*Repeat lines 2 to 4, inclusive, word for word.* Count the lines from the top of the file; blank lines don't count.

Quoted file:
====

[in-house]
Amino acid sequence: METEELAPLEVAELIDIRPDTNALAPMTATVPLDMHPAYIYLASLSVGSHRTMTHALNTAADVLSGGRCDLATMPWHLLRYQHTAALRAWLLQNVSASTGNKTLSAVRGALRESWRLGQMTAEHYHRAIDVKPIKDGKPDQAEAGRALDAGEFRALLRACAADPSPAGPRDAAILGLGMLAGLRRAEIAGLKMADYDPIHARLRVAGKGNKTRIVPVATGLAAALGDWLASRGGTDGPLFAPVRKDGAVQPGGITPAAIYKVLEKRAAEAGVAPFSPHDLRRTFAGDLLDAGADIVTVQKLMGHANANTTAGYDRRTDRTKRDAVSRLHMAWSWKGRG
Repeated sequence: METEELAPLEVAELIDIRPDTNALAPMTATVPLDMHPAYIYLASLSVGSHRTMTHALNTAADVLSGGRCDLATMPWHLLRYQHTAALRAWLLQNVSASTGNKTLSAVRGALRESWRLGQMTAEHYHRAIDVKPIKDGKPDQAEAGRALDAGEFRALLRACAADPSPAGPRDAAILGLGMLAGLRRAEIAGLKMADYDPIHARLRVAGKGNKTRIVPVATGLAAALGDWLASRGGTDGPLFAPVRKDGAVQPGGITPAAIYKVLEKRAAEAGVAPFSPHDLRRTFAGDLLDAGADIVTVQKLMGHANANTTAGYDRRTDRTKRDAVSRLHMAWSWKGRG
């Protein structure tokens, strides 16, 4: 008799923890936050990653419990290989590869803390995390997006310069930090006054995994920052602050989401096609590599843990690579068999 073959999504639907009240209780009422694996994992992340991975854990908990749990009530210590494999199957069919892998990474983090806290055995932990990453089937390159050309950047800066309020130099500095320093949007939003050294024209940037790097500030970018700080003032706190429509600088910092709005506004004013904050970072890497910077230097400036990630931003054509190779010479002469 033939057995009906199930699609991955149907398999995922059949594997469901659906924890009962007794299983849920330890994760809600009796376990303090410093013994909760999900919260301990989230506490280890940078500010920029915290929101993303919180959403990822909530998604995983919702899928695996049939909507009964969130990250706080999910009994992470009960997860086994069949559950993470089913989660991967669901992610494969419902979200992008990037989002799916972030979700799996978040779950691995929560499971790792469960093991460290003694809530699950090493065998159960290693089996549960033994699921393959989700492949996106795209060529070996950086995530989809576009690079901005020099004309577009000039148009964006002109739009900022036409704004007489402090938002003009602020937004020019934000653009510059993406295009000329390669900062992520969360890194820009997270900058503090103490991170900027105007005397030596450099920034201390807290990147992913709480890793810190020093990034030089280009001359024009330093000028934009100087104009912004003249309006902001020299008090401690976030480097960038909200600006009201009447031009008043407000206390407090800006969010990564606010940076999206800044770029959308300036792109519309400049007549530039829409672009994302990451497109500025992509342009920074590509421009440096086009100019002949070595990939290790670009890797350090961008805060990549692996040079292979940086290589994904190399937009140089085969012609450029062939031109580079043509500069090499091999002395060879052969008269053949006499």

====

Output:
Amino acid sequence: METEELAPLEVAELIDIRPDTNALAPMTATVPLDMHPAYIYLASLSVGSHRTMTHALNTAADVLSGGRCDLATMPWHLLRYQHTAALRAWLLQNVSASTGNKTLSAVRGALRESWRLGQMTAEHYHRAIDVKPIKDGKPDQAEAGRALDAGEFRALLRACAADPSPAGPRDAAILGLGMLAGLRRAEIAGLKMADYDPIHARLRVAGKGNKTRIVPVATGLAAALGDWLASRGGTDGPLFAPVRKDGAVQPGGITPAAIYKVLEKRAAEAGVAPFSPHDLRRTFAGDLLDAGADIVTVQKLMGHANANTTAGYDRRTDRTKRDAVSRLHMAWSWKGRG
Repeated sequence: METEELAPLEVAELIDIRPDTNALAPMTATVPLDMHPAYIYLASLSVGSHRTMTHALNTAADVLSGGRCDLATMPWHLLRYQHTAALRAWLLQNVSASTGNKTLSAVRGALRESWRLGQMTAEHYHRAIDVKPIKDGKPDQAEAGRALDAGEFRALLRACAADPSPAGPRDAAILGLGMLAGLRRAEIAGLKMADYDPIHARLRVAGKGNKTRIVPVATGLAAALGDWLASRGGTDGPLFAPVRKDGAVQPGGITPAAIYKVLEKRAAEAGVAPFSPHDLRRTFAGDLLDAGADIVTVQKLMGHANANTTAGYDRRTDRTKRDAVSRLHMAWSWKGRG
């Protein structure tokens, strides 16, 4: 008799923890936050990653419990290989590869803390995390997006310069930090006054995994920052602050989401096609590599843990690579068999 073959999504639907009240209780009422694996994992992340991975854990908990749990009530210590494999199957069919892998990474983090806290055995932990990453089937390159050309950047800066309020130099500095320093949007939003050294024209940037790097500030970018700080003032706190429509600088910092709005506004004013904050970072890497910077230097400036990630931003054509190779010479002469 033939057995009906199930699609991955149907398999995922059949594997469901659906924890009962007794299983849920330890994760809600009796376990303090410093013994909760999900919260301990989230506490280890940078500010920029915290929101993303919180959403990822909530998604995983919702899928695996049939909507009964969130990250706080999910009994992470009960997860086994069949559950993470089913989660991967669901992610494969419902979200992008990037989002799916972030979700799996978040779950691995929560499971790792469960093991460290003694809530699950090493065998159960290693089996549960033994699921393959989700492949996106795209060529070996950086995530989809576009690079901005020099004309577009000039148009964006002109739009900022036409704004007489402090938002003009602020937004020019934000653009510059993406295009000329390669900062992520969360890194820009997270900058503090103490991170900027105007005397030596450099920034201390807290990147992913709480890793810190020093990034030089280009001359024009330093000028934009100087104009912004003249309006902001020299008090401690976030480097960038909200600006009201009447031009008043407000206390407090800006969010990564606010940076999206800044770029959308300036792109519309400049007549530039829409672009994302990451497109500025992509342009920074590509421009440096086009100019002949070595990939290790670009890797350090961008805060990549692996040079292979940086290589994904190399937009140089085969012609450029062939031109580079043509500069090499091999002395060879052969008269053949006499």